In recognition of the growing interdependence and connectivity among states, state governments should be responsible for devising practical multi-state regional solutions to highway mobility problems in a spirit of cooperation with other states. Highway safety and productivity can be enhanced by eliminating unnecessary institutional barriers, inconsistencies, and preferences among states that constrain mobility and interstate commerce. Freedom of movement for all vehicles, regardless of state of registration or business incorporation, is essential to the nation's continued prosperity, with due consideration to the evolving opportunities under the North American Free Trade Agreement.
Amended March 1, 2008
Highway Grandfather Clause
The 1956 Highway Act provided that weights legally in excess of the Federal axle and gross weight limits on July 1, 1956 in any state were "grandfathered." Similarly, the 1974 Highway Act provided that the bridge formula applied only to weights in excess of those legal in any state on January 5, 1975.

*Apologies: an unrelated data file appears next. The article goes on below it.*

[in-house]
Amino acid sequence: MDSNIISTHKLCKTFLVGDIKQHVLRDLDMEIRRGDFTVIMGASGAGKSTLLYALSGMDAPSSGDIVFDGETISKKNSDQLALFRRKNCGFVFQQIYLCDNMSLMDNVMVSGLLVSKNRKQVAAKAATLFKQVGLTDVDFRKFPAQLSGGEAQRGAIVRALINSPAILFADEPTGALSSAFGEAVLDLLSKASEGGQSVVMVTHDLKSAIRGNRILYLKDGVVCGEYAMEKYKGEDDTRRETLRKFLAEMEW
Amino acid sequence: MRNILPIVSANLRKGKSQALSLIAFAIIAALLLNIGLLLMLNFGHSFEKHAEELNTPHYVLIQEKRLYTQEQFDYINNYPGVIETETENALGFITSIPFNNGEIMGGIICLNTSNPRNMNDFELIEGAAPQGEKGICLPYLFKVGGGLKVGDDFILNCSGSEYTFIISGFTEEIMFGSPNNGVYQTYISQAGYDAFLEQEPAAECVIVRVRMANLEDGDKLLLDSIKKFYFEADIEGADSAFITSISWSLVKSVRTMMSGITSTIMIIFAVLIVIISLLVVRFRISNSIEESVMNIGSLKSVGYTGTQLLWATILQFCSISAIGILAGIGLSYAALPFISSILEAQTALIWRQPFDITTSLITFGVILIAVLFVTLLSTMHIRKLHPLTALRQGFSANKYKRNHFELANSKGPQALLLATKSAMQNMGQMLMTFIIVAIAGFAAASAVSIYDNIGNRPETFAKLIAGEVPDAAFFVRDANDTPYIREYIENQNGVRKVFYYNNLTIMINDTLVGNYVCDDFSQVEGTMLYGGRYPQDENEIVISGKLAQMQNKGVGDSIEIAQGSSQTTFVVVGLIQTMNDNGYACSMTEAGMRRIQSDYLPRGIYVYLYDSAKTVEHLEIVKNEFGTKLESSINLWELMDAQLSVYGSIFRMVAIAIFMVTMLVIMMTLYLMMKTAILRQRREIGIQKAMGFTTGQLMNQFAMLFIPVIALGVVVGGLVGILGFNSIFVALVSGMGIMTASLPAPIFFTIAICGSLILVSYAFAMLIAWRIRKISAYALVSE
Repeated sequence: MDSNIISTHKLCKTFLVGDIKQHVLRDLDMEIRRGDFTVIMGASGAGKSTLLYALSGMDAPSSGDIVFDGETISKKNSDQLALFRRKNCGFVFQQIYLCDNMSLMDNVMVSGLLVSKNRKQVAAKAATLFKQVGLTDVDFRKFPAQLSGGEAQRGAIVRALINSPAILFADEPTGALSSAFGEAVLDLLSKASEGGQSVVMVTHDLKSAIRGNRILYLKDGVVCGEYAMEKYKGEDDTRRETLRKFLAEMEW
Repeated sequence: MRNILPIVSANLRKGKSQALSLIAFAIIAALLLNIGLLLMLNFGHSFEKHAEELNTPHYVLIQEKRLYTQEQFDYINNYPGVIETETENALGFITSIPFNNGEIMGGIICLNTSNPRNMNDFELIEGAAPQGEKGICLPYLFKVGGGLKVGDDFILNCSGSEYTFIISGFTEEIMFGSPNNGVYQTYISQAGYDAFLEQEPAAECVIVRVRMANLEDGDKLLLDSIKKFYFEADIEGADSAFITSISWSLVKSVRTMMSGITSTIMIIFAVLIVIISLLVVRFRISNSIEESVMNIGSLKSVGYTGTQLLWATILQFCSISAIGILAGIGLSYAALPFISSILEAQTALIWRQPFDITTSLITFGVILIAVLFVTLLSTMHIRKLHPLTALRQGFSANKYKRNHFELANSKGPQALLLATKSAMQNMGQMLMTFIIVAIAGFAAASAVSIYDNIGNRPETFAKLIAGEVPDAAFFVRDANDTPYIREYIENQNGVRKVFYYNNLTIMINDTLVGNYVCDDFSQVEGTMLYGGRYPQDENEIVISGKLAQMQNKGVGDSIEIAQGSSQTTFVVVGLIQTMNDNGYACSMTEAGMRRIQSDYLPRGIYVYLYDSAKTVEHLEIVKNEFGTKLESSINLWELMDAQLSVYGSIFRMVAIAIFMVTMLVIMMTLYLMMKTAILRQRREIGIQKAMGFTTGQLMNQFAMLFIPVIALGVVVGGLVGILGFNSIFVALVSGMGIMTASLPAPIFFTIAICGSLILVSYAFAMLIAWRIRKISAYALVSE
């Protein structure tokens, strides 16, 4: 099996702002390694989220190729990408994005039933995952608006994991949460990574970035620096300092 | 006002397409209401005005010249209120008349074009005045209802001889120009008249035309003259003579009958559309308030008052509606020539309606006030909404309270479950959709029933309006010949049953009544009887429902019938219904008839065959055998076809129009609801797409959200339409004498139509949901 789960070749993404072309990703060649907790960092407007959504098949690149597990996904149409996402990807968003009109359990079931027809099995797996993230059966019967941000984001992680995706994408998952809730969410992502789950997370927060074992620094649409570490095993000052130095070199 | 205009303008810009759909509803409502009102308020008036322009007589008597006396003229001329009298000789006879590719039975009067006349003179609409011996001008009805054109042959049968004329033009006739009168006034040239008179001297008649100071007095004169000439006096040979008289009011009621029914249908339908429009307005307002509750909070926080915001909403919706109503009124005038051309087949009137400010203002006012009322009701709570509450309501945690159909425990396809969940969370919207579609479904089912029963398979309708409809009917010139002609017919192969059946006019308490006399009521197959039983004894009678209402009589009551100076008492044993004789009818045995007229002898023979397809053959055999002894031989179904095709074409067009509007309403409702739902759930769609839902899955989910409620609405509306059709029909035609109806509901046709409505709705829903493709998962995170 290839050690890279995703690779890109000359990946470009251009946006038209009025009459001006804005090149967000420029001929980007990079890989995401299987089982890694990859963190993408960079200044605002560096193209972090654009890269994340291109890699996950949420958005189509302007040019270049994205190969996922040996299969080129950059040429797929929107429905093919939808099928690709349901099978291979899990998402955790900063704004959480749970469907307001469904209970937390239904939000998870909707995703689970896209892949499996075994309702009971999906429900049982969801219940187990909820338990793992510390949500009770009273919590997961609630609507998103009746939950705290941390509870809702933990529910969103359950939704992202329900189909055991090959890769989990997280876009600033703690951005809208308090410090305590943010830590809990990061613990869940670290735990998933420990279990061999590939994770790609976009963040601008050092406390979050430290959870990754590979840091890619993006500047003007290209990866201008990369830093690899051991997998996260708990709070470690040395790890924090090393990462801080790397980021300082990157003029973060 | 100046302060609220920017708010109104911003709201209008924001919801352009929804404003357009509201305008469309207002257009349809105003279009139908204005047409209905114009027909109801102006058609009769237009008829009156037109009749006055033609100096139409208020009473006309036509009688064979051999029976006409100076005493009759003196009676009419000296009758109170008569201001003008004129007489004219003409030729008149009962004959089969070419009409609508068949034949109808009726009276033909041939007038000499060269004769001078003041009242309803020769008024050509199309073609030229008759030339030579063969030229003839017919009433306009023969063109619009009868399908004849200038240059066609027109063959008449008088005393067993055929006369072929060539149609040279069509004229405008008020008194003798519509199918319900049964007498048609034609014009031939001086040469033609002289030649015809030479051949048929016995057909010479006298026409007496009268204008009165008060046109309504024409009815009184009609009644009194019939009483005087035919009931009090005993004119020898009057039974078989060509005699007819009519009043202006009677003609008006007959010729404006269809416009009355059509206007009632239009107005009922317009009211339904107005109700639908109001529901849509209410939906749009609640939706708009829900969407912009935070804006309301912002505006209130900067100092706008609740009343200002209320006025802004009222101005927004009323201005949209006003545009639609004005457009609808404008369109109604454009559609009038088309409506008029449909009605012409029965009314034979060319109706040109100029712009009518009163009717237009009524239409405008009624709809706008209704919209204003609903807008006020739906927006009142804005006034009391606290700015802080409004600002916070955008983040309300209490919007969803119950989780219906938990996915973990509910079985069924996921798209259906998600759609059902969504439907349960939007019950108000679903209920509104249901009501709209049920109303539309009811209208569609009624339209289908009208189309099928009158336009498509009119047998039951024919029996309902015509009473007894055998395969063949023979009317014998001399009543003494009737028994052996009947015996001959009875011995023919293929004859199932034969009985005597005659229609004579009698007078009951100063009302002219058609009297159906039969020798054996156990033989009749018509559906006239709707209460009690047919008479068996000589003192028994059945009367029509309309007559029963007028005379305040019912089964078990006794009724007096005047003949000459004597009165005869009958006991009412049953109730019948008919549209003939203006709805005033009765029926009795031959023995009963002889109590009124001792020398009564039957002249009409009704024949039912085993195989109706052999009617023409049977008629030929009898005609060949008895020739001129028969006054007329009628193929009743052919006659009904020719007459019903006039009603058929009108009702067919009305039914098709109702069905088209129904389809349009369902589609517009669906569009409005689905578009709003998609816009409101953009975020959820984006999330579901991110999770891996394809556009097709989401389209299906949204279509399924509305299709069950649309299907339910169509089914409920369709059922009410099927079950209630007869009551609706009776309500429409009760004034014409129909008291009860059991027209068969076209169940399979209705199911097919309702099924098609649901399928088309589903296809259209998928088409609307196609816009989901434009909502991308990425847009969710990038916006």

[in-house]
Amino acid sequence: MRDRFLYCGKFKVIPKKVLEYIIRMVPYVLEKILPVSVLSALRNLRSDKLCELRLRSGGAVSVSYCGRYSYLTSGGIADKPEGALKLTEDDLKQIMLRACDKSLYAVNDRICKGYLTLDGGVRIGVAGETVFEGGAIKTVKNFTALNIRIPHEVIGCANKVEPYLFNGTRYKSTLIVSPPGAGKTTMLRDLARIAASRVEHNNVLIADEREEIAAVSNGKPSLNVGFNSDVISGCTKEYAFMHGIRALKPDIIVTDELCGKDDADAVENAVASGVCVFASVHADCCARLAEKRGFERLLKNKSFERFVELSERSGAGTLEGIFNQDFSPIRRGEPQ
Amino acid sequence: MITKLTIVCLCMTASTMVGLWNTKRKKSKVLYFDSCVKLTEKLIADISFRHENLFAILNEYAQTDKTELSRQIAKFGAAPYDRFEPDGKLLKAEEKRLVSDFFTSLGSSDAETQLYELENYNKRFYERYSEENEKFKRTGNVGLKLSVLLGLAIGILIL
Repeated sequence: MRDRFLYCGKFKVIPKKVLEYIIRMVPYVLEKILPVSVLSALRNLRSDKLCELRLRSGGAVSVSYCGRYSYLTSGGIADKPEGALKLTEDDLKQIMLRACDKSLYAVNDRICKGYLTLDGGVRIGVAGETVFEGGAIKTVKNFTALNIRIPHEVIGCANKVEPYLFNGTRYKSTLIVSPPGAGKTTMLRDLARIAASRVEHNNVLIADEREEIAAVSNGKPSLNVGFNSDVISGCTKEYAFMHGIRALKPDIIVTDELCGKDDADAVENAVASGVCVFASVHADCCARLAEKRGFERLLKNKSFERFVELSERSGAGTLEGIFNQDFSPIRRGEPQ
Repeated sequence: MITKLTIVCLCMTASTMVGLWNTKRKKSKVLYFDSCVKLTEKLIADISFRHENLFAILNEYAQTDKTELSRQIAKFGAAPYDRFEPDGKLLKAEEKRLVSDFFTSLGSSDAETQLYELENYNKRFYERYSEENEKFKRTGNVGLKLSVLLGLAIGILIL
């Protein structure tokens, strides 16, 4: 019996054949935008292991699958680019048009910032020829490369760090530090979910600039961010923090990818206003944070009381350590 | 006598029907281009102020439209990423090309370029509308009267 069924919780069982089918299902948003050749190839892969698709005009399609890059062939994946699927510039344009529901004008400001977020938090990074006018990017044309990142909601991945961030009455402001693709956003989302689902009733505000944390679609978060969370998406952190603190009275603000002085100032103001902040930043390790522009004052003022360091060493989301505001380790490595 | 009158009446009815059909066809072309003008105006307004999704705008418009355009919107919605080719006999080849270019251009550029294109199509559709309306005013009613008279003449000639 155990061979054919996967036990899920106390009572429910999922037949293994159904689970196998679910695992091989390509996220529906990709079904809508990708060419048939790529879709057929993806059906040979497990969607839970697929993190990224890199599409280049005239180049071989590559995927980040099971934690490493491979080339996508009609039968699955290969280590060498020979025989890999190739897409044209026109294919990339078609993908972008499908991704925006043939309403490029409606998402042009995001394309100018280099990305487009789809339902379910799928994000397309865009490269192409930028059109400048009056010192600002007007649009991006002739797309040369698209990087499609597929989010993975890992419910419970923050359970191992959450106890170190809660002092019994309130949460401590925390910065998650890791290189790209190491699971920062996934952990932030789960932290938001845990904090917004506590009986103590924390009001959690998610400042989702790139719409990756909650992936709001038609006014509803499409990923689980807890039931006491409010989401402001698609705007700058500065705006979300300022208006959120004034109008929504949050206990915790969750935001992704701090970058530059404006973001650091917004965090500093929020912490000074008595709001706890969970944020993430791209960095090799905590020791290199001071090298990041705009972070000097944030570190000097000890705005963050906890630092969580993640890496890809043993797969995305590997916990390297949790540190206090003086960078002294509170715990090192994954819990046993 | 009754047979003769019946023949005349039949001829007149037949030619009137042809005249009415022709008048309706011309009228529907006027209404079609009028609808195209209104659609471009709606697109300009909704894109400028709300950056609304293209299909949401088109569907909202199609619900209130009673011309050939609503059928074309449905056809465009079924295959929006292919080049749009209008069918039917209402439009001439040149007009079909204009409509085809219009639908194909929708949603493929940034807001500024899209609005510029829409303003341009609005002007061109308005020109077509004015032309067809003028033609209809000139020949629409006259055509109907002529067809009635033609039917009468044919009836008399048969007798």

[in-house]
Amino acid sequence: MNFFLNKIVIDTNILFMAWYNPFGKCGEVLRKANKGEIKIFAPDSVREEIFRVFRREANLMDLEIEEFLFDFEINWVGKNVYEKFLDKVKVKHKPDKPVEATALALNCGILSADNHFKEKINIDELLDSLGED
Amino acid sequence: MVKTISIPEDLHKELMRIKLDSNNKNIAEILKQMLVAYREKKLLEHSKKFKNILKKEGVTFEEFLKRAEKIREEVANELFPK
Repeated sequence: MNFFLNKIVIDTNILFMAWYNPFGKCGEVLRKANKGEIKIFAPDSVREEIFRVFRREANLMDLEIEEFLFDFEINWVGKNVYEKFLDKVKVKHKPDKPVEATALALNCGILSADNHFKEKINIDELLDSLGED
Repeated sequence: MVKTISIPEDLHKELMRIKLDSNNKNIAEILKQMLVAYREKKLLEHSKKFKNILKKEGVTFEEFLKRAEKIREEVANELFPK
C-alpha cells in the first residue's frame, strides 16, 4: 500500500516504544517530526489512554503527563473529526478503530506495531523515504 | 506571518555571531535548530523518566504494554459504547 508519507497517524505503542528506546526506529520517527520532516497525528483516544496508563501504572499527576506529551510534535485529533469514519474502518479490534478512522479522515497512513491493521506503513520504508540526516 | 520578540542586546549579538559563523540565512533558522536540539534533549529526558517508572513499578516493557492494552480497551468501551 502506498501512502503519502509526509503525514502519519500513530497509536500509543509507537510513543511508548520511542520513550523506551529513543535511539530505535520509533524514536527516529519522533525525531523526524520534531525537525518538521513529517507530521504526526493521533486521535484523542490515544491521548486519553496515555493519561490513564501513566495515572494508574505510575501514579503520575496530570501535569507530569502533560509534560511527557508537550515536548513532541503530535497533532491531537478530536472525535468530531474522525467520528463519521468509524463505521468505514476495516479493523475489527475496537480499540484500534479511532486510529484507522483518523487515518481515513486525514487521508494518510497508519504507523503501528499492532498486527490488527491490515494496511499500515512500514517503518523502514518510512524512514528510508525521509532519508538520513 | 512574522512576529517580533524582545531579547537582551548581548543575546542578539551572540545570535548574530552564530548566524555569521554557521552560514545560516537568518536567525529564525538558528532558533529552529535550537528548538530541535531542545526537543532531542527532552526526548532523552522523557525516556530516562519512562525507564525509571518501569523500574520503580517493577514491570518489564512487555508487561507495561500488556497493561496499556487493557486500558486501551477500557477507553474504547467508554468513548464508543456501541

The Surface Transportation Assistance Act of 1982 changed this section to provide that the states shall determine "grandfathered" weight limits. The STAA established trailer length regulations and provided that trailer lengths in any states which exceeded the Federal length limits were "grandfathered." State and Federal DOT actions to restrict or roll back "grandfathered" weight or length limits are opposed.
Privatization of Rest Stops
TCA policy is to urge the states and the federal government to use the increased federal aid funding in order to expand the size and number of selected rest areas around the country, along with the number of hours which truck drivers may use rest areas.
Size & Weight
The performance of the nation's economy in increasingly competitive international markets depends in large measure upon an effective and efficient transportation system. To achieve efficiency, the trucking industry must be able to operate its most productive equipment to serve the facilities of shippers and receivers throughout the nation.